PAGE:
Saturday, 27 February 2016

It's just a facade, and it always was

Gary has posted further pictures of the demolition at the former Ambassador College on the Banned by HWA blog. Of the Hall of Administration, he notes;
"This was the seat of the power that controlled the church and established doctrines. It was also the seat of those that abused the members so terribly. It's fitting that this is the last building to be demolished."
The photograph here was posted on FB by Wes White. It shows the facade of the Hall of Admin still standing, awaiting the final indignities.
Facade: a deceptive outward appearance."her flawless public facade masked private despair" synonyms: show, front, appearance, false display, pretence, simulation, affectation, semblance, illusion, posture, pose, sham, fake, act, masquerade, charade, guise, mask, cloak, veil, veneer "a facade of laughing bonhomie"
There's got to be a parable in that.

Shepherd's Voice and MythAmerica

Norman Edwards has been a high-profile figure among the independent Churches of God, those post-WCG folk who have - wisely in my view - steered clear of the larger sects of Armstrongism which so delight in micro-managing. On the plus side the independents gain a lot of autonomy but on the negative side, it's hard to get much traction without working together. In updating AW I discovered that Norm is currently involved in a media project called Shepherd's Voice Magazine. That may not be news to you, but it was to me. Also involved is COG Big Sandy pastor Dave Havir. (Great Scott, there's even a letter in the most recent issue from Aucklander Graeme McChesney!) The magazine is produced under the aegis of the Chicagoland Church of God, a group I hadn't heard of before, on an occasional basis (5 issues since the first in 2012).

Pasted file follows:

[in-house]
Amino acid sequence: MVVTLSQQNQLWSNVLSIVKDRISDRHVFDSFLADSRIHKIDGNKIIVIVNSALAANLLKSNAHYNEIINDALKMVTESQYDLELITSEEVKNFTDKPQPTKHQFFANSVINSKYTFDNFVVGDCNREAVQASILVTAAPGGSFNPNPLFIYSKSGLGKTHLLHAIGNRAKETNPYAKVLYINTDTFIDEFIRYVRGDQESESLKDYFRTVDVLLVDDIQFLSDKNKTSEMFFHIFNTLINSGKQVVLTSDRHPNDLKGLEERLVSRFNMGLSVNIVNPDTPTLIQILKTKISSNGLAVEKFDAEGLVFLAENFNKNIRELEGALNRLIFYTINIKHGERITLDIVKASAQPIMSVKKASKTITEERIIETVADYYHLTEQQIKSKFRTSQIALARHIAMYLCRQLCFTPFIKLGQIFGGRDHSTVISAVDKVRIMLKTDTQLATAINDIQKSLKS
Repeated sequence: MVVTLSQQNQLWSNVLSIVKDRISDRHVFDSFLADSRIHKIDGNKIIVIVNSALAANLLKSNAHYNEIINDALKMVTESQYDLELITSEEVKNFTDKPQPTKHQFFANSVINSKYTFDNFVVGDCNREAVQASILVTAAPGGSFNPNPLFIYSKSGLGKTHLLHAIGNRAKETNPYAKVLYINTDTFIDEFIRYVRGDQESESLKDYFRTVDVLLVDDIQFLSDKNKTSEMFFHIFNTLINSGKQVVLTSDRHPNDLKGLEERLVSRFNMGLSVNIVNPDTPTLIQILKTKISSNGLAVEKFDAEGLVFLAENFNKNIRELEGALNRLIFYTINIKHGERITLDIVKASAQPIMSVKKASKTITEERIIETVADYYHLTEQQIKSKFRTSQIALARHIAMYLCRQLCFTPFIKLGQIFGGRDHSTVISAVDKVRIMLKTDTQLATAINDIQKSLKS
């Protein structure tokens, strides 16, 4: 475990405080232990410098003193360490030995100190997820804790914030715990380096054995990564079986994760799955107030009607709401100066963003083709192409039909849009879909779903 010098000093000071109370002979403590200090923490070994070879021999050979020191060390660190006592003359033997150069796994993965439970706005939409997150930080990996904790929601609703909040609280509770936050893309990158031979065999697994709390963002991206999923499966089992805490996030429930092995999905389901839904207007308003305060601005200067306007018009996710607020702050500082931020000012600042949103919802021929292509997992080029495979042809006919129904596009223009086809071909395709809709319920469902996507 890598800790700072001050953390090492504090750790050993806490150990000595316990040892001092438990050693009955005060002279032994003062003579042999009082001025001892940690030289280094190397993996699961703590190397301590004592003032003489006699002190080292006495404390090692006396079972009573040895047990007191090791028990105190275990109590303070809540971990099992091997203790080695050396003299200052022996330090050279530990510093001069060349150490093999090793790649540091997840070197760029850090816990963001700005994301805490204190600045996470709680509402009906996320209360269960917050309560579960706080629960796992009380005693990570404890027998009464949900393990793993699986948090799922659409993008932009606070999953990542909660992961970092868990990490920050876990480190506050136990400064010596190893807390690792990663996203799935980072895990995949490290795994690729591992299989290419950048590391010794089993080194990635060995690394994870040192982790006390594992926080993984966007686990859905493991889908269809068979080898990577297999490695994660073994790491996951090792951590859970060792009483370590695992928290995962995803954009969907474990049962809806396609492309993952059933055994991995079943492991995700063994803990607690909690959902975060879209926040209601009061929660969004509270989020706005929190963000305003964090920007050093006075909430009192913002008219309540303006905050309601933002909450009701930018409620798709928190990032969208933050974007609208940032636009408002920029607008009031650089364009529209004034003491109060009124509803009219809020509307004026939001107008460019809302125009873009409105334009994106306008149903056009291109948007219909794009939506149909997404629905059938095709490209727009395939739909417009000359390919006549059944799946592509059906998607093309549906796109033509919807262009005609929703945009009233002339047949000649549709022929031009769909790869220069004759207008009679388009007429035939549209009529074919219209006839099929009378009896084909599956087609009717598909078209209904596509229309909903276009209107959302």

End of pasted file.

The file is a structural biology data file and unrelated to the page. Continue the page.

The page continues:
Another high-profile name over the years has been that of Pam Dewey. Pam has been involved in a number of projects and has always been a voice of reason and balance. While Pam appears to have closed most of her earlier websites, her Meet MythAmerica blog is active and well worth checking out. There is some COG-related content (see 1965: The Eve of ... the Zombie Apocalypse), but this isn't a COG-promoting blog, or particularly directed at that demographic. It includes some fascinating social history and commentary on things like race relations. A feature of the blog is the amazing visual content; photographs, magazine covers and more. Pam states: